Doubtfire‘s Spewtrid is extremely concise, dark, and harrowing. If you have ten minutes to spare, I promise you will not be disappointed.

Release date: July 31, 2020 | Independent | Bandcamp | Facebook

I’ve gotten very into short albums and EPs this year. It’s all genre dependent, of course, but when it comes to angry, abrasive, or energetic music, I’m loving the sweet spot that’s anywhere between 15 and 35 minutes. Two of my favourite releases this year, Barren Womb’s infectious Lizard Lounge and Resin Tomb’s grim, self-titled debut, lie at the extremities of this spectrum, coming in at 35 and 16 minutes respectively. I thought that, unless I was to review a grindcore album, Resin Tomb would remain the shortest release I wrote about this year. Doubtfire’s Spewtrid proved me wrong.

I was drawn to this particular EP initially because of its title – Spewtrid. What a fittingly grotesque word. My own band is currently trying to find a name for our upcoming album, so I’ve spent a lot of time assessing other bands’ album titles. Secondly, I noted with some surprise that, even though the EP is tagged as ‘black metal’, its four tracks combined only just cross the 11-minute mark. It doesn’t surprise me when I see a singular song of this length on a black metal album, so naturally, I was curious. How much would Doubtfire be able to say in the time it takes me to drink my morning coffee?

Quite a lot, it turns out. The EP’s opener, “Bronze Bull”, though sinfully short, instantly clarifies why ‘black metal’ is not a misnomer. Angry, tremolo picked minor chords and blast beats; if that’s not black metal, I don’t know what is. Doubtfire mix it with some shrieking guitar lines, more reminiscent of noise rock than anything else, and disintegrate into a quasi-breakdown complete with what sounds like an upright bass sample, threatening and woody. By contrast, “Sheltered” starts off with an odd, jazzy section, before it launches into a grim, machine-gun shuddering riff, the chords demonic and furious. Anxiety sets in, a strange chattering synth on the left heightens my adrenaline. The song ends almost before it begins, with funereal pads.

The sense of incompletion I got at the end of “Sheltered” is a recurring theme on Spewtrid. None of the songs really end, they merely sort of…peter out. There’s no finality, no feeling of closure, just a cold sense of inevitable, slow demise. Especially with the first three tracks being so short (“Cramp” in particular – all I have to say about this one is listen to it; it’s so evil), it’s hard to find a sense of narrative or development. This isn’t a criticism – it’s obviously extremely intentional, and I wonder if it was done as a lead-up to Spewtrid’s gloomy closing track, “Debt”.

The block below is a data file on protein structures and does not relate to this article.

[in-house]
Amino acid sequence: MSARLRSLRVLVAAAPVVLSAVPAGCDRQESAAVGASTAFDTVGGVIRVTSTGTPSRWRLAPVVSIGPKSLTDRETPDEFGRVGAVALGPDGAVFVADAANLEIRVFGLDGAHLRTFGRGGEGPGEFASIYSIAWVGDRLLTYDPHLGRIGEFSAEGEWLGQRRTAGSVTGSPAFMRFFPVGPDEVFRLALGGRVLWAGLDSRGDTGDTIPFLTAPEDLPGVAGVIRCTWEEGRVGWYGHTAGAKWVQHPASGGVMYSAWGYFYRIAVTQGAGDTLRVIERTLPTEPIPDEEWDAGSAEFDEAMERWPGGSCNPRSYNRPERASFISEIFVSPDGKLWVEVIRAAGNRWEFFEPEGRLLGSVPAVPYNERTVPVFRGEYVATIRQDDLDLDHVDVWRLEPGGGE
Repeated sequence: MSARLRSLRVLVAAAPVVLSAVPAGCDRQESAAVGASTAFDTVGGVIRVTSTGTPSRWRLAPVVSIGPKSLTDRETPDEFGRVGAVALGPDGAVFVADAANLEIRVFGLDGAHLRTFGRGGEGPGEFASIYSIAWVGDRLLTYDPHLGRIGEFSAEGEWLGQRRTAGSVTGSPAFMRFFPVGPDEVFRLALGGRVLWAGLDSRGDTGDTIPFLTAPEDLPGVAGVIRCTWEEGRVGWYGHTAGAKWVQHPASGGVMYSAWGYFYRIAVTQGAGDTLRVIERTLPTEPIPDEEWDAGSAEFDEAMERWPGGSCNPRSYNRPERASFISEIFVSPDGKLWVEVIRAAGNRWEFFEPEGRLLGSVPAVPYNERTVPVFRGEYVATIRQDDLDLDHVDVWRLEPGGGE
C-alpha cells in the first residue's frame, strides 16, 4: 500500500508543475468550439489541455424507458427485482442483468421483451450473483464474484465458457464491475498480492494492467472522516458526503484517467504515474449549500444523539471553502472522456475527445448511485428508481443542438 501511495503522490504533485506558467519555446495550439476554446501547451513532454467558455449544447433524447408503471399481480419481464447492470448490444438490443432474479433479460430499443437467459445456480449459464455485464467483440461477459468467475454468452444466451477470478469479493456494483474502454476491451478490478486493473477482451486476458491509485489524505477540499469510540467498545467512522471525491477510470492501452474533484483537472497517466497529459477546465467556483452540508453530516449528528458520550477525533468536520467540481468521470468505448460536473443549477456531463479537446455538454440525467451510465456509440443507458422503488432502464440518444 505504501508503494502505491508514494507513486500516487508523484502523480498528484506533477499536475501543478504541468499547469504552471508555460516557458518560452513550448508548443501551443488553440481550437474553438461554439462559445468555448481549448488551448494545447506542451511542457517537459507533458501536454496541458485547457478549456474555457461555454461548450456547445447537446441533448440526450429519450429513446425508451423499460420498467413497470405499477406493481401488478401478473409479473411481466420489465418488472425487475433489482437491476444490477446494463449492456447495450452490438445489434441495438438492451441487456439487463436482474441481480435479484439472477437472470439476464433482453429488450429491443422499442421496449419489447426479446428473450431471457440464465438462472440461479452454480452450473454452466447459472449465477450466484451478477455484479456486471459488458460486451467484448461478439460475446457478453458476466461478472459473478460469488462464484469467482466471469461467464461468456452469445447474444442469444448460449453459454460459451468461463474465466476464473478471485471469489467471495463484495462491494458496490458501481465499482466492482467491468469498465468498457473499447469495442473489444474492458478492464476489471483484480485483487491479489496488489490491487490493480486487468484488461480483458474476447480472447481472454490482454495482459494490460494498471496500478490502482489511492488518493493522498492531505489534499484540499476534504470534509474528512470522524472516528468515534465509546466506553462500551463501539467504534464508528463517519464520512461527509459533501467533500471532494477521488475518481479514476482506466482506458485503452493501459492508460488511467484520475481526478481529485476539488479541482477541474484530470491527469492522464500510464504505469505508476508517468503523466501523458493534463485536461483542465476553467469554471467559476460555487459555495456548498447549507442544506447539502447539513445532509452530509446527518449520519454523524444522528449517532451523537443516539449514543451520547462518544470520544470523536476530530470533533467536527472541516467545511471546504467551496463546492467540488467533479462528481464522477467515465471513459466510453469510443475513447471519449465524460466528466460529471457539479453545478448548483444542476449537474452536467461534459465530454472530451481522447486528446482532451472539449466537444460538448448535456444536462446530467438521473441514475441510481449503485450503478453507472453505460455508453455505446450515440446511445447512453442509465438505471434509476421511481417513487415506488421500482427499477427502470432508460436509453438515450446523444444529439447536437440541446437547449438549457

I didn’t really like “Debt” the first time I heard it, and now all I can think about that is: what the fuck was wrong with me? There’s a lot going on here that deserves to be recognised. One of my favourite moments on Spewtrid happens in this song, right near the start. Its second section features a melody played on both guitars, consisting of no more than five notes over a descending bass line, with no harmony. It’s so simple, and it could easily be considered uninspired, but there’s a catch: the two guitars aren’t perfectly in tune. Normally, I would consider that to be a huge oversight, nigh unforgivable – but it’s what makes this melody for me. Something about it grips my heart and wrenches it down to the pit of my stomach, makes my face fall at the desperation of the world, and all with just two guitars playing in imperfect unison. When the song later devolves into chaos, fumes with aggression and loathing, it’s painful, but it doesn’t come close to the acute dejection those few simple notes made me feel.

“Debt” also just…ends. Without a fizz or a bang, without fuss, it just concludes and is done. I’m left wanting and a touch bewildered – surely Doubtfire can’t just leave me hanging like this? But they can, and they do, time and time again. It’s clever though, because now I want more. I want to know how this continues.

I know it seems like I haven’t said much in this review; I considered dissecting all of the songs, because I could, but then why would anyone listen to it? It’s the kind of thing, at risk of sounding cliché, that you just have to experience for yourself. If you don’t like it, fine; it’s not long, you’re not sacrificing much of your time here. If you do like it, I think you’ll join me in saying it’s 11 extremely well-spent minutes. Spewtrid somehow feels shorter and so much longer than that, if you pay it the attention it deserves. Ten minutes of unequivocal, undeniable angst, torment, and heartbreak, all rolled into one festering black-metal-noise-jazz experience. I love it, I couldn’t even tell you why. It makes me feel dark, dirty, and so, so alive. I know I won’t be alone in this.

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